Re: [Doh] Mozilla's plans re: DoH

Eric Rescorla <> Mon, 01 April 2019 20:46 UTC

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From: Eric Rescorla <>
Date: Mon, 1 Apr 2019 13:45:38 -0700
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To: Brian Dickson <>
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Subject: Re: [Doh] Mozilla's plans re: DoH
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On Mon, Apr 1, 2019 at 1:32 PM Brian Dickson <>

> On Wed, Mar 27, 2019 at 2:18 AM Eric Rescorla <> wrote:
>> I’ve heard a number of questions about Mozilla’s plans around
>> DoH. We’ve made a number of public statements, but it might be useful
>> to try to put this all in one place.
>> In context, the problem we are attempting to solve here is attack on
>> the user’s name resolution from an attacker with full or partial
>> control of the network, as contemplated by Section 3 of BCP 72 as well
>> as BCP 188. There’s ample evidence of monitoring/manipulation of user
>> traffic via this vector [0][1][2].
>> [1]
> Looking specifically at the problem statement and evidence, I have a
> question about this (or any other) investigative work:
> Has there been any related/follow-up work, or other similarly scoped work,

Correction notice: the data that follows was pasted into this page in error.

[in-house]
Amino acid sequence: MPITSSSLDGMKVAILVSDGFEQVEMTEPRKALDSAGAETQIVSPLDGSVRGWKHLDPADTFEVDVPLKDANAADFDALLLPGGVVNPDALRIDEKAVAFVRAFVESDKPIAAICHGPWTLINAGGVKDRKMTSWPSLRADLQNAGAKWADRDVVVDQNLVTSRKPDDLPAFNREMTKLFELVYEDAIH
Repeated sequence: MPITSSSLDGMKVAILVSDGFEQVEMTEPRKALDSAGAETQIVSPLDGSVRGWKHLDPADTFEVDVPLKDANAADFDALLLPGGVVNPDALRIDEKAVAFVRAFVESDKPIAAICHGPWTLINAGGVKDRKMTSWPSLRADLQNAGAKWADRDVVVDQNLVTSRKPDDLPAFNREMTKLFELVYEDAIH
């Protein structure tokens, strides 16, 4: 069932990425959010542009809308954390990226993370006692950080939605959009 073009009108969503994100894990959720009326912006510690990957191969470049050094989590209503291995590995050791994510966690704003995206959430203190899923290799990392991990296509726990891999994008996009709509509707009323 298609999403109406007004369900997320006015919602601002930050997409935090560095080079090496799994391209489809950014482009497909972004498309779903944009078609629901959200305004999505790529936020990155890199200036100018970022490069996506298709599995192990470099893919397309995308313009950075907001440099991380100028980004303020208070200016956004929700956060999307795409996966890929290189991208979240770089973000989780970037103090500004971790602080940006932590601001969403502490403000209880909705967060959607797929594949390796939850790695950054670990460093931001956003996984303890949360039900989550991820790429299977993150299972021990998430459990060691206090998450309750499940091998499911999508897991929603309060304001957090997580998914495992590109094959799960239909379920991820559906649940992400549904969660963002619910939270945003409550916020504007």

> to examine the use of DNSSEC in the domains tested, that you're aware of or
> can point folks at?

> I.e. Were any of the manipulated domains signed DNSSEC domains, where
> validation might have prevented the manipulated responses from being
> accepted from the resolver?
> Clearly there would still be the issue of being able to find/reach a
> resolver that does not manipulate results, but at least the manipulation
> would be detected/blocked.

I don't have much more information than is in the paper (you'll note I'm
not an author), but generally DNSSEC doesn't help that much here. You can't
safely do DNSSEC validation on user-facing clients because of a combination
of tampering by middleboxes (typically record stripping, etc,. not really
"attacks") and errors in the published DNSSEC records.

> (Percentages overall, and percentages in the manipulated results groups,
> would both be interesting and informative.)
> Brian